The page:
"Cerulean skies and deep vinaceous bands of sandstone become places of power. Pit houses dug in the earth and cliff dwellings hanging on ledges still house the Anasazi spirit. Listen. You may hear music inside their ancient earth architecture. I have - I think."
Williams, Terry Tempest, Pieces of White Shell, Charles Scribner's Sons, New York. p. 123
The earliest known documented inhabitants of the Cedar Mesa area in Southeastern Utah were the "Archaic," a highly mobile, low-density hunting and gathering culture, which depended on wild animals and plants, probably exploiting resources through seasonal movement using open campsites and natural shelters. Recent research indicates that they were moving through the area from B.C. 6500 to B.C. 1500. Excavations at Old Man Cave on the northeast edge of Cedar Mesa substantiate these early dates (Geib and Davidson 1994:191-202). Members of this culture made stemmed projectile points for atlatl weapons and ground stone tools. More than 250 elements of abstract polychrome rock paintings found at the Green Mask site in Grand Gulch are attributed to the archaic period (Cole 1993:198-201).
Following the Archaic Period, there was a substantial increase in population during the Basketmaker II Period (B.C.1500-A.D. 400). Habitation sites, alcoves for camping, burials, and rock art, were located near arable land used for flood plain or dryland farming (maize and squash) and close to areas with a high diversity of wild foods (Lipe 1993:1-10). Caves were used for camping, storage, burials, and rock art imagery. The San Juan Anthropomorphic style pictographs and petroglyphs, large figures often with elaborate headdresses and/or necklaces and other body decoration can be attributed to Basketmaker II time (Cole 1993:201-218). Research suggests that during the late Basketmaker II period, (A.D. 50-400) small populations lived in egalitarian communities with an informal social organization. Pottery was not used during this period. The composite dart and the atlatl (throwing stick) were the principal weapons. The superior quality of workmanship and design attributed to the Basketmaker II people is remarkable and included coiled baskets, conical collecting baskets, twined sandals, and bags.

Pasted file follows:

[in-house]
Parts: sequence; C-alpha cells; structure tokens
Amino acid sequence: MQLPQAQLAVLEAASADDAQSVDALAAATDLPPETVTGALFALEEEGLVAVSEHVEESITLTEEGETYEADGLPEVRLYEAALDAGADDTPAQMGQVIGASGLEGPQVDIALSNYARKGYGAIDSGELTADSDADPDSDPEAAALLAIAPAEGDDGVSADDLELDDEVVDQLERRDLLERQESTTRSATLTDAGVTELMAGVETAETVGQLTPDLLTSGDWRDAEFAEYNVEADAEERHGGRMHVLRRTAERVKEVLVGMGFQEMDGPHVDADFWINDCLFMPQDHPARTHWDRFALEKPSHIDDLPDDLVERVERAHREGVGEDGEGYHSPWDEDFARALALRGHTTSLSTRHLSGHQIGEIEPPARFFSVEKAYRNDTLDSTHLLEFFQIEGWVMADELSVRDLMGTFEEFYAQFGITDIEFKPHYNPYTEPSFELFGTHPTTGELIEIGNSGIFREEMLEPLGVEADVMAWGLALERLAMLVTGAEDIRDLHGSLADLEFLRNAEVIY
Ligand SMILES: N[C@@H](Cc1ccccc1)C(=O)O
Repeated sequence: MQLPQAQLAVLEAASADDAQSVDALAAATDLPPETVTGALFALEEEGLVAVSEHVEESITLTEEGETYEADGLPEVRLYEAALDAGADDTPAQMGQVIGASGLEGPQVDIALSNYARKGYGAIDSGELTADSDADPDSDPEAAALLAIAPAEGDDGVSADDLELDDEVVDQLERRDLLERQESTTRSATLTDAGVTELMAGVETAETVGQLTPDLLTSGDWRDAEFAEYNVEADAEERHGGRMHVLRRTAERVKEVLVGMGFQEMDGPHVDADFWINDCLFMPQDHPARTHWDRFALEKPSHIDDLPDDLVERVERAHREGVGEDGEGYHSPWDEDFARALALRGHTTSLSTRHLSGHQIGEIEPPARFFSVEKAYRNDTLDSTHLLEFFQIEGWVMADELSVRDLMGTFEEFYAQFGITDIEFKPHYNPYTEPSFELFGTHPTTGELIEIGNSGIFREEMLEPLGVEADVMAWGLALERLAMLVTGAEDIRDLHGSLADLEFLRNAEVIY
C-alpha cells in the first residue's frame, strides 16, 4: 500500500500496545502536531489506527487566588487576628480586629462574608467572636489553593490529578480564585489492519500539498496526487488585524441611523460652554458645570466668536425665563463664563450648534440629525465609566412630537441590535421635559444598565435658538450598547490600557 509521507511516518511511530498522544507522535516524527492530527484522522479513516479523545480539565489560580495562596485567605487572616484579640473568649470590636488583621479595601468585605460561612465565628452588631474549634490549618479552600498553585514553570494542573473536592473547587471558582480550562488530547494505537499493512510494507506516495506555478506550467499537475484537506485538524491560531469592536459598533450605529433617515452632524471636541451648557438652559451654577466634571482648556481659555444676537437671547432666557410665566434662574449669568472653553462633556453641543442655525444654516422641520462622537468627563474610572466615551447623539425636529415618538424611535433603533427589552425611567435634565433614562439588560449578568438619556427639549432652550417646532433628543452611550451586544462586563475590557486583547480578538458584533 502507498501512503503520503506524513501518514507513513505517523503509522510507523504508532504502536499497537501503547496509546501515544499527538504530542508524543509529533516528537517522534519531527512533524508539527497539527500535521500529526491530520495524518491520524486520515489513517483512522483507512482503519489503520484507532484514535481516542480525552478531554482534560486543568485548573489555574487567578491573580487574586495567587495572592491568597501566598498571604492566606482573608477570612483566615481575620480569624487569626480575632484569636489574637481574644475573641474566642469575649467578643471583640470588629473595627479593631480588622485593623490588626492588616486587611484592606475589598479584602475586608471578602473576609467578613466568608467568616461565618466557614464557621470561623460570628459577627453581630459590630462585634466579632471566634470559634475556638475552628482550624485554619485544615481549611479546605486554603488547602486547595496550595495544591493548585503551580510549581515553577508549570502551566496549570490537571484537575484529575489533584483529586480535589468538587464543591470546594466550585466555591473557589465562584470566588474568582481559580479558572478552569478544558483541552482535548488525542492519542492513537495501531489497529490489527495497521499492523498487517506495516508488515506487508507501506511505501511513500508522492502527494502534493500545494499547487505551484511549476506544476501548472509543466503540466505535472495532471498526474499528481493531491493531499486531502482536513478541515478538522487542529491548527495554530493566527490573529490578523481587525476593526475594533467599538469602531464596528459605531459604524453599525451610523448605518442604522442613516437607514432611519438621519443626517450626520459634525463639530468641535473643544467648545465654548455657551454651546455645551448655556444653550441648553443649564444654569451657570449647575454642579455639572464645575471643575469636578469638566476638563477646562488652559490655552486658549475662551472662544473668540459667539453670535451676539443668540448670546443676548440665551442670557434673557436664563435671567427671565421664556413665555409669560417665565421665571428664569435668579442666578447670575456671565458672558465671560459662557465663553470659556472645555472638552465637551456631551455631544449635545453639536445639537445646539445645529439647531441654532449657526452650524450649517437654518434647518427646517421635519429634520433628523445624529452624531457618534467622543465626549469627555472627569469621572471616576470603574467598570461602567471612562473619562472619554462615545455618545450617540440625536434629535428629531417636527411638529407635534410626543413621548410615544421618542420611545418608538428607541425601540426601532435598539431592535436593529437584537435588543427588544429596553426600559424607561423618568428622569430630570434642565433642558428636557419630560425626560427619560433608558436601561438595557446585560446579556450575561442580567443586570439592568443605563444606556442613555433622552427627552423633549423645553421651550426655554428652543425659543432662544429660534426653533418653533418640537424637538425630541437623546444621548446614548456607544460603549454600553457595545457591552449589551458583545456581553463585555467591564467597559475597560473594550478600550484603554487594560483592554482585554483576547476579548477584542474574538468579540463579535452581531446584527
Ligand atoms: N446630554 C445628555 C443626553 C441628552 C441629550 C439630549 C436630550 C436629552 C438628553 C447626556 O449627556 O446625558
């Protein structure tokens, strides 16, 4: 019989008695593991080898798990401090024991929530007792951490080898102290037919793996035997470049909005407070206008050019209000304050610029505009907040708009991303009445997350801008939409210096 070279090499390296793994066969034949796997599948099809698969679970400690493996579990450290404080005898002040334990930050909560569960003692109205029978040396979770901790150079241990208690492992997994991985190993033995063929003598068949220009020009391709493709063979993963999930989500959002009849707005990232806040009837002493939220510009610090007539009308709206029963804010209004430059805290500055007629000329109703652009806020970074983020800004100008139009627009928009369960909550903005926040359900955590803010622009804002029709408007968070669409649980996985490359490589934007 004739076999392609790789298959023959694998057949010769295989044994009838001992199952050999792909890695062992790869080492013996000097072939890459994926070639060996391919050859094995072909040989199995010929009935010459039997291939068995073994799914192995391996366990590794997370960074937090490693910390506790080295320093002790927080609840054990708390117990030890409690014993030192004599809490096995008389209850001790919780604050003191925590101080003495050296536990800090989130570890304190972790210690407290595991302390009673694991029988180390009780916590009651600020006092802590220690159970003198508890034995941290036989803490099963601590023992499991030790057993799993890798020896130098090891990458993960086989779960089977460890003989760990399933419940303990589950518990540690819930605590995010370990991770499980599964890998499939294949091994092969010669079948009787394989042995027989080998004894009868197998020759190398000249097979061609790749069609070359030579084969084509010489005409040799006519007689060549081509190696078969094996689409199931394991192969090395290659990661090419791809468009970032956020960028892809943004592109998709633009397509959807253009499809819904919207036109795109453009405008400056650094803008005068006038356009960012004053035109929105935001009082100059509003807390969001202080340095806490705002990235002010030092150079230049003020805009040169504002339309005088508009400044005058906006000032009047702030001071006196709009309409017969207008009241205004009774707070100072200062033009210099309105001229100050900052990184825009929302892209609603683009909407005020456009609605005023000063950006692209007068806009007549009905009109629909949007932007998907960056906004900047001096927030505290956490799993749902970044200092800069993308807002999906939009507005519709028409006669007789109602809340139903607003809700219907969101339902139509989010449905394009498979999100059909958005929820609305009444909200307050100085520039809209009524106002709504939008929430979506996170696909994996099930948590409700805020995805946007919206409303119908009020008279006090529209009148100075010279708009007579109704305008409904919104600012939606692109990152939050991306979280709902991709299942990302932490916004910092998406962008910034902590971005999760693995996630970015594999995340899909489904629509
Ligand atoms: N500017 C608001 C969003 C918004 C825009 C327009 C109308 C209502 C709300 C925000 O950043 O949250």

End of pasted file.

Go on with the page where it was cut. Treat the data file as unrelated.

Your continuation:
Cedar Mesa appears to have been abandoned from approximately A.D. 400 to 650, and was again reoccupied during the late Basketmaker III phase; A.D. 650-725 (Matson, Lipe and Haase 1988:250-251). Very simple decorated pottery and plain grayware ceramics are associated with Basketmaker III sites. Evidence of pit structures and slab-lined dwellings are found in closer roximity with some "villages" consisting of multiple dwellings.
After a 300 year hiatus, the Cedar Mesa was again reoccupied as what appears to be an expansion of settlement into the area (Matson, Lipe and Haase 1988:252) around A.D. 1060-1270 by Pueblo II and III populations. In the northern Cedar Mesa area, Pueblo settlements consisted of sets of surface living and storage rooms for several small households sharing a courtyard and/or a kiva (semi-subterranean ceremonial room). In the western part of the area, small non-kiva sites predominate (Matson, Lipe and Haase 1988:252). Differing from but simultaneous with the "unit pueblos" during the early phase of this period (A.D. 1060-1150), Chacoan style structures, interconnecting roads, great houses and great kivas were built (Lexson: 1988).
Pueblo II and III artifact assemblages appear to be similar in the smaller and the larger sites. Corrugated gray and elaborate black-on-white ceramic ware are found at most sites and decorated redware is found at some sites. Potters made bowls, jugs, dippers, mugs, and many other utensils for cooking, eating, and drinking. Other objects were made from bone, wood, and stone. A high degree of skill in architecture and stone masonry is evident in the cliff dwellings in the canyons. Rock art imagery close to or within the Pueblo dwellings, geometric designs, and large motifs with clear visibility from a distance are associated with the Pueblo II and III time periods.
The repeated occupation and abandonment of many areas in the Anasazi southwest, including Cedar Mesa, during the prehistoric time period may have been caused by:
Recent research also suggests that socio-political reorganization throughout the area during this period may have caused population fluctuations. (Lexson:1991.)
By 1300 the Four Corners area was abandoned for the final time, and the Anasazi moved South into Arizona and southeast into the Rio Grande Valley of New Mexico.
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